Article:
In 2006, Dwight Turner, a twenty-eight-year-old Atlanta native, moved to Thailand. Not long after arriving, Turner told me, he went to a prestigious Bangkok elementary school to interview for a teaching position. But when the administrator saw Turner, who is African-American, he made it clear that Turner would not be hired. “You’ll scare the children,” the man said.
As many people of color who have lived in Thailand can attest, problematic racial attitudes are commonplace in the country. Black people frequently face discrimination in the workplace and scrutiny from police; many Thais have an aversion to dark skin. In the World Values Survey, which measures attitudes on a variety of issues, twenty-eight per cent of Thai respondents said in 2007 that they would not like to have neighbors of a different race. That compares with less than five per cent who said the same in the U.S., Canada, the U.K., Brazil, and Norway, among other countries.
Thailand is by no means an outlier among Asian countries: the proportion of respondents who said that they wouldn’t like to have neighbors of a different race was lower in China, Taiwan, and Malaysia, but higher in India, South Korea, Vietnam, and Indonesia. But in recent months, a series of controversies over the depiction of skin color has focused attention on racial attitudes in Thailand, in particular. In August, a strange advertising campaign appeared on Bangkok’s mass-transit train system. Posters showed a woman, her face painted black and her lips bright red, holding up a black donut; it was a promotion for a new Dunkin’ Donuts treat. The accompanying television ads, which carried the slogan “Break every rule of deliciousness,” portrayed a light-skinned young woman eating the donut and then turning black.
The ad attracted international criticism. Human Rights Watch labeled the advertisements “bizarre and racist,” and Dunkin’ Brands’ chief communications officer, Karen Raskopf, apologized. But the C.E.O. of the separate Thai franchise, Nadim Salhani, initially called questions about the advertisements “paranoid American thinking.” He told the Associated Press, “It’s absolutely ridiculous. We’re not allowed to use black to promote our doughnuts? I don’t get it. What’s the big fuss? What if the product was white and I painted someone white, would that be racist?” He added, “Not everybody in the world is paranoid about racism.”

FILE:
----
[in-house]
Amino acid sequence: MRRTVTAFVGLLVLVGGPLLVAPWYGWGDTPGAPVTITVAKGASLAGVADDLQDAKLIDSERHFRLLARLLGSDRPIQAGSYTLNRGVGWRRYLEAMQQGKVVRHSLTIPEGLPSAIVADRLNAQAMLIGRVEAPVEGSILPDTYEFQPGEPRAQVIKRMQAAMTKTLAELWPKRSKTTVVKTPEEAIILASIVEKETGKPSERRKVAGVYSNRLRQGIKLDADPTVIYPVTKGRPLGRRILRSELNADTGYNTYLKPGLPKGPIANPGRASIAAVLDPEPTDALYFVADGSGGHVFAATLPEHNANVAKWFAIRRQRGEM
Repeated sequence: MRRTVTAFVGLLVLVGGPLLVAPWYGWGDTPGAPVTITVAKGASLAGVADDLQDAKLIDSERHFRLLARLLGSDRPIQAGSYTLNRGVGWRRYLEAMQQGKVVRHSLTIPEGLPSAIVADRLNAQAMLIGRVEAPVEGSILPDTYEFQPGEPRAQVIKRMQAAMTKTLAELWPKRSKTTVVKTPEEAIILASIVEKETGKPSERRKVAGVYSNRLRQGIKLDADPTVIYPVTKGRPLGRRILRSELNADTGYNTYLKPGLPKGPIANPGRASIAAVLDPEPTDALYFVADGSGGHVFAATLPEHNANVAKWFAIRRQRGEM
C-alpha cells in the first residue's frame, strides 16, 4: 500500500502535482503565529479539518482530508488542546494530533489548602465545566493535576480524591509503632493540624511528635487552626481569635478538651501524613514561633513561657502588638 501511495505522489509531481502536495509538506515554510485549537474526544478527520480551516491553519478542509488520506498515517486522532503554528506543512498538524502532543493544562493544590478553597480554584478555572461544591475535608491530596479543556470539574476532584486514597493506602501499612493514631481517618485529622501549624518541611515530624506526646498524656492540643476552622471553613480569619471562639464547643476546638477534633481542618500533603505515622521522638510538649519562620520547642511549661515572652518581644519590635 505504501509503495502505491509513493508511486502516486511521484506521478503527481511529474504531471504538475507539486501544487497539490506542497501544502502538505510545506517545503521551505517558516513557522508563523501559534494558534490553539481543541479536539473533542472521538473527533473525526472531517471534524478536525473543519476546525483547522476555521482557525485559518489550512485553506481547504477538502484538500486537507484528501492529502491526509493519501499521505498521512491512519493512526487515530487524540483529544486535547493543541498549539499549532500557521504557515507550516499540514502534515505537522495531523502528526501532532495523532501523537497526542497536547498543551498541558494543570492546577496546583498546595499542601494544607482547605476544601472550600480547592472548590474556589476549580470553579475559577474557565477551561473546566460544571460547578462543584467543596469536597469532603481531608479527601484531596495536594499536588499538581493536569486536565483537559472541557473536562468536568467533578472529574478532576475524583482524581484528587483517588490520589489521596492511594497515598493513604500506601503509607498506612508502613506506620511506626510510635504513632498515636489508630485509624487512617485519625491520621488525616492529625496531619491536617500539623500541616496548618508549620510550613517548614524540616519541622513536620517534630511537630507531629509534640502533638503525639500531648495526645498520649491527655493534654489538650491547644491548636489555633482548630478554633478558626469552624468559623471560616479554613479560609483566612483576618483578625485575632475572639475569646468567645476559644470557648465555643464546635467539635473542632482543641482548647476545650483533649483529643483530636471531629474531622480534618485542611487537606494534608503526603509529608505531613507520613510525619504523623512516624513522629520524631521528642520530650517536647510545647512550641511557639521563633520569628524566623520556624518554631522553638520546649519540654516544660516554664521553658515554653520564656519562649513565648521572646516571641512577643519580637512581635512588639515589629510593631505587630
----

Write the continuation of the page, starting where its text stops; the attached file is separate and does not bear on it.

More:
More recently, ads for a skin-whitening product, Unilever’s Citra Pearly White UV body lotion, appeared on TV and online, offering a thirty-two-hundred-dollar prize for a university student whose photo of herself, in her school uniform, best showed the lotion’s “product efficacy.” Unilever apologized for any “misunderstandings,” but the contest continued as planned.
Many people in Thailand—and throughout Asia and other regions—take rigorous precautions to protect their skin from the sun, preferring a light complexion that has historically indicated that one doesn’t labor outdoors. A common perception in Thailand is that those who have lighter skin come from higher social strata, while those with darker complexions hail from the country’s poorer, rural regions. Television advertisements for skin-whitening products are commonplace during daytime soap operas, and billboards for cars and other high-end goods typically feature light-skinned actors. Turner, who now works as a social-media expert, told me that the constant barrage of skin-whitening commercials sends a message that dark skin isn’t acceptable, and that everyone should yearn to be as white as possible.